In the fruit fly Drosophila, a team led by Maria Leptin discovered that autophagy, a stress response process in cells, plays a significant role in wound repair: The protein complex TORC1 initiates and regulates the process of autophagy after a wound heals.
Closing of a wound in Drosophila larva. Membranes are marked in blue and autophagic vesicles in magenta. Image Credit: University of Cologne
This is the first indication that autophagy regulates the production of syncytia, a recently identified function of autophagy (multinucleated cells). While syncytia are created during the formation of muscles and the placenta, their importance in wound repair and autophagy participation are major breakthroughs.
The study has been published in The EMBO Journal.
From yeast to humans, autophagy is a cellular recycling system that has been preserved throughout evolution. Small bubbles within the cell called autophagic vesicles recognize, absorb, and digest invaders like bacteria and viruses, as well as the cell’s own stuff like protein clumps. The material is recycled, giving raw materials to the cell under adverse circumstances.
When correct cellular activity degrades and toxic products gather in organs due to aging, illness, or disease, autophagy function is critical in restoring health. Autophagy malfunction, in turn, raises the risk of neurological disorders including Alzheimer’s and Parkinson’s disease, as well as cancer and infections.
The role of autophagy in wound healing and the healthy and uninjured epidermis (skin) of the fruit fly Drosophila melanogaster was explored in the new research by scientists from the CECAD Cluster of Excellence for Aging Research, the Center for Molecular Medicine Cologne (CMMC), and the Institute of Genetics (all at the University of Cologne).
Autophagy did not consume viruses or bacteria in the process described here; instead, it digested the cell’s own cell membrane, causing cell borders to dissolve and a giant cell with numerous nuclei to arise.
Autophagy is boosted in the cells surrounding the wound, according to the researchers. This causes the membranes that link the cells to selectively break down. A huge, multinucleated cell (syncytium) eventually forms.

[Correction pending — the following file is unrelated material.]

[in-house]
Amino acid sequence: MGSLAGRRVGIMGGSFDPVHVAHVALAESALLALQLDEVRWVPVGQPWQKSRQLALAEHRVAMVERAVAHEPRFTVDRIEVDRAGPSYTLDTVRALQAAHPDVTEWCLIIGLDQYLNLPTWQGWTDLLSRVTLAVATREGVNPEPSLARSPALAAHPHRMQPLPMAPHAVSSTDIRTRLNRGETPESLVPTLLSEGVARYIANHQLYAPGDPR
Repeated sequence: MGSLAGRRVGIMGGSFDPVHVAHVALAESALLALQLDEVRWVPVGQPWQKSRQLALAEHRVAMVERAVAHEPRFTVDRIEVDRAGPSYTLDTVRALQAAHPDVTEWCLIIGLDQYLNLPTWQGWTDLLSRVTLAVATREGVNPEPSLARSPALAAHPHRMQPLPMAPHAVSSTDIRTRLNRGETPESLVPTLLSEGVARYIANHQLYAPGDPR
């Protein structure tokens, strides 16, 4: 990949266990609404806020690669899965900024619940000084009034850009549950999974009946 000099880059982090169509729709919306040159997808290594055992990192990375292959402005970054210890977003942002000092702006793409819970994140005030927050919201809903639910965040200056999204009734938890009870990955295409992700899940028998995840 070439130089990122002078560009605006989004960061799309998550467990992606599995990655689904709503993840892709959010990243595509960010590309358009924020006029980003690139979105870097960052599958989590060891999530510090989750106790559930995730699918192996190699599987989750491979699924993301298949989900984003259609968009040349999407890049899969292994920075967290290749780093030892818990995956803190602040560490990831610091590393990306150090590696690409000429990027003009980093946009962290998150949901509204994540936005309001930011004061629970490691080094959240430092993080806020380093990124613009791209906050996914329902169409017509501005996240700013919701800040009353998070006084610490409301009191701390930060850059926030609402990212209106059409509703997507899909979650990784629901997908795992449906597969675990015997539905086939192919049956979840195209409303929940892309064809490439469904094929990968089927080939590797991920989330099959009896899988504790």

When we genetically triggered autophagy in healthy, uninjured skin, we again observed the same phenomenon: the membrane between adjacent cells is lost and large patches of multinucleated syncytia form throughout the epidermis.”
Parisa Kakanj, Study First Author, University of Cologne
“It is surprising that the formation of syncytia, which we already know to occur in the formation of some organs such as muscles or placenta, also occurs in wound healing. The role of autophagy in this may also be important for our understanding of disease mechanisms, since multinuclear cells are also found in tumors and infected tissues,” Kakanj added.
The creation of a syncytium has been established in previous studies of muscle and placenta development to provide mechanical integrity and a robust barrier function to protect tissues from infections. It is unclear whether the mechanism has similar characteristics in wound healing. Future research will be conducted on this topic.
The autophagic vesicles interacted with the cell’s lateral plasma membrane in both the healthy, unwounded epidermis and the cells around the wound, according to the researchers.
The appropriate operation of the TORC1 protein complex, which has a vital regulatory role in cell metabolism and also regulates autophagy, is critical in this scenario to prevent autophagy from destroying the epidermis. The team believes that the lateral plasma membrane is a possible source of autophagic vesicles based on these and other findings.
Autophagy is a double-edged sword, the precise extent and spatiotemporal activity of which determines whether it is useful or problematic. To be able to use the beneficial side of autophagy for prevention and therapy, it is even more important to understand how autophagy is activated and how autophagic vesicles are formed.”
Dr Maria Leptin, Professor, Institute for Genetics, University of Cologne
Kakanj, P., et al. (2022) Autophagy–mediated plasma membrane removal promotes the formation of epithelial syncytia. The EMBO Journal. doi.org/10.15252/embj.2021109992.